East African research output has grown rapidly over the last 12 years, and the region represents a solid scientific environment that is playing an increasingly important role in global science.
“With positive growth trajectory predicted over the medium term, the EAC has a good chance of reaching a developmental tipping point.”
(Mwangi, S. Kimenyi and Josephine Kibe, , “Africa’s Powerhouse,” Brookings Institution op-ed, Monday, January 6, 2014)
In our latest whitepaper, we find that the normalized citation impact of seven East African countries is above the world baseline of 1.
One of the reasons the citation impact of these nations is so high is that all of these countries have a high percentage of internationally co-authored papers. While the available resources for conducting research differ from country to country, it is clear that a proper focus on organizing an effective research ecosystem can result in noticeable growth of a country’s scientific prestige.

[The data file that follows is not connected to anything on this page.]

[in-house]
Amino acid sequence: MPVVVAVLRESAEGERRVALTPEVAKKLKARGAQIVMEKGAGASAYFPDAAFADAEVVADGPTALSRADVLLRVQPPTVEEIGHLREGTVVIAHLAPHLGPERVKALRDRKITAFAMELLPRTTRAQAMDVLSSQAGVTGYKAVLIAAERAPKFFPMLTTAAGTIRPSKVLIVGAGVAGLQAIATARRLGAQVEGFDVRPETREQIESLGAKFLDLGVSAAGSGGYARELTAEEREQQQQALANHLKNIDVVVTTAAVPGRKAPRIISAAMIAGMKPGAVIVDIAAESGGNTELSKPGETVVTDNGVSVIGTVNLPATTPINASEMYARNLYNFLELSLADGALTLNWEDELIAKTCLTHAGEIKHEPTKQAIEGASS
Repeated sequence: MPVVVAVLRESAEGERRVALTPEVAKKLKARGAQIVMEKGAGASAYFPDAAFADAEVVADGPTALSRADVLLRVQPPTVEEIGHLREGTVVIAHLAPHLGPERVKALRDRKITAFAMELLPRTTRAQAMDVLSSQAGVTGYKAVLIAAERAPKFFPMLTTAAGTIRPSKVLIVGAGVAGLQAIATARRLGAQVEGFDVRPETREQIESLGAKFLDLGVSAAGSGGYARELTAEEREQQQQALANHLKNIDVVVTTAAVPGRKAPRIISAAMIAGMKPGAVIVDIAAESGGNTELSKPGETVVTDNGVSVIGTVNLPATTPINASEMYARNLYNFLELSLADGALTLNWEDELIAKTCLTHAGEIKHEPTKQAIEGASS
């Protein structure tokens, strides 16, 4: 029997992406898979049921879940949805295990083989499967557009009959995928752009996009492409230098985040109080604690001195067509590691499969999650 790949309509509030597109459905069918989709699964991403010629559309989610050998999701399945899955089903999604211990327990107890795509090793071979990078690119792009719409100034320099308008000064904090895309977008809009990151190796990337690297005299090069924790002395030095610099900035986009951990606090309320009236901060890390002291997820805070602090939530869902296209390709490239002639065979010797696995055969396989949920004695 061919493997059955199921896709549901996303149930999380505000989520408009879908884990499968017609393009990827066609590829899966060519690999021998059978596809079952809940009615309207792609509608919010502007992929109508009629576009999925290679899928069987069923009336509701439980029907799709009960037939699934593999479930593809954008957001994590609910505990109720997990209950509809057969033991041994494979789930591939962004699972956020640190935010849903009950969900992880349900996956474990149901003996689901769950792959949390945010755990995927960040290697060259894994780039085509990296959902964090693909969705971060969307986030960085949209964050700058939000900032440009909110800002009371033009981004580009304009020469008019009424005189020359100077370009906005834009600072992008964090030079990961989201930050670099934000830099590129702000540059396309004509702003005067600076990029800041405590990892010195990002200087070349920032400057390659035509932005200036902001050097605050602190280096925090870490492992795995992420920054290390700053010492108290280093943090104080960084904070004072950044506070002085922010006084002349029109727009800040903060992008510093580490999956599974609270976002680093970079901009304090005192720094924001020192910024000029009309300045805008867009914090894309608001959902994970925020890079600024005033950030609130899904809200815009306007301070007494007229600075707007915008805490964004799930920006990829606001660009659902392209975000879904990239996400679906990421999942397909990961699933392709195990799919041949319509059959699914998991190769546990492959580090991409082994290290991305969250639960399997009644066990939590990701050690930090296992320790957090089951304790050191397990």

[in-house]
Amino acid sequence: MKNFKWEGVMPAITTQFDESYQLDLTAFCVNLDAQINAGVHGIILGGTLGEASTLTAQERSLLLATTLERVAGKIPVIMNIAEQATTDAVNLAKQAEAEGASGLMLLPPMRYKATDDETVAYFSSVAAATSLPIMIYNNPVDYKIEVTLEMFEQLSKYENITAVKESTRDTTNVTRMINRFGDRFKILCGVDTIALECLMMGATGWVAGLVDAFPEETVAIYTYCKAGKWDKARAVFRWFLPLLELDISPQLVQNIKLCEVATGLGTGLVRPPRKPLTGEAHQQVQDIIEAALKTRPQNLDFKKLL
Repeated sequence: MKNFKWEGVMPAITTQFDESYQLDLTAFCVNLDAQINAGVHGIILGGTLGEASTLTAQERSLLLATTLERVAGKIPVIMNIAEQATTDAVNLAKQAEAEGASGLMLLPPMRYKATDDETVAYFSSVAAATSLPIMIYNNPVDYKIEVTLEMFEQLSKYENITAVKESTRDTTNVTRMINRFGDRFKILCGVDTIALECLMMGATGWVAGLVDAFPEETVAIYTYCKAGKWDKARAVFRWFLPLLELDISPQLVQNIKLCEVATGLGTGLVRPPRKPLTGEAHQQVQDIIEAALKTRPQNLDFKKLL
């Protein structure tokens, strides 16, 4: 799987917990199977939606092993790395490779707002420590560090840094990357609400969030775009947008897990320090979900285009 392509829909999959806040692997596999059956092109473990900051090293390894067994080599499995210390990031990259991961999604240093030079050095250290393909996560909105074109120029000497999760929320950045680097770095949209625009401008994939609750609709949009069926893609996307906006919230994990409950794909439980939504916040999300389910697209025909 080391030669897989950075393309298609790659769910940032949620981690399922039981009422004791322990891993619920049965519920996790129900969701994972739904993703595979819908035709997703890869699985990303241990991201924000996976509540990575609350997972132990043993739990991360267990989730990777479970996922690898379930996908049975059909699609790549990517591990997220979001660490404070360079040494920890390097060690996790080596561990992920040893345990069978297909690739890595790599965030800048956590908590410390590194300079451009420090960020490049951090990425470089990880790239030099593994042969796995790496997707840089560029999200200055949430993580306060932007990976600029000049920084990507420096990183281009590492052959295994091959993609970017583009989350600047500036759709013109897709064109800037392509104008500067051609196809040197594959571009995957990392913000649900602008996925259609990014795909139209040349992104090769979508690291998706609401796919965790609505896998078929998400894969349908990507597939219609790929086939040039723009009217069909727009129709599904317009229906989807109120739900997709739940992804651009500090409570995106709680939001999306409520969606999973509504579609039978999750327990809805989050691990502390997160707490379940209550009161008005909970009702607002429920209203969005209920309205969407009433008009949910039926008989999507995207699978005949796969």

To learn more about the internationally collaborative areas driving East African research growth in Kenya, Uganda, Ethiopia, Tanzania, Rwanda, Burundi and Somalia, download the whitepaper “Scientific Research in East Africa: key trends and observations.”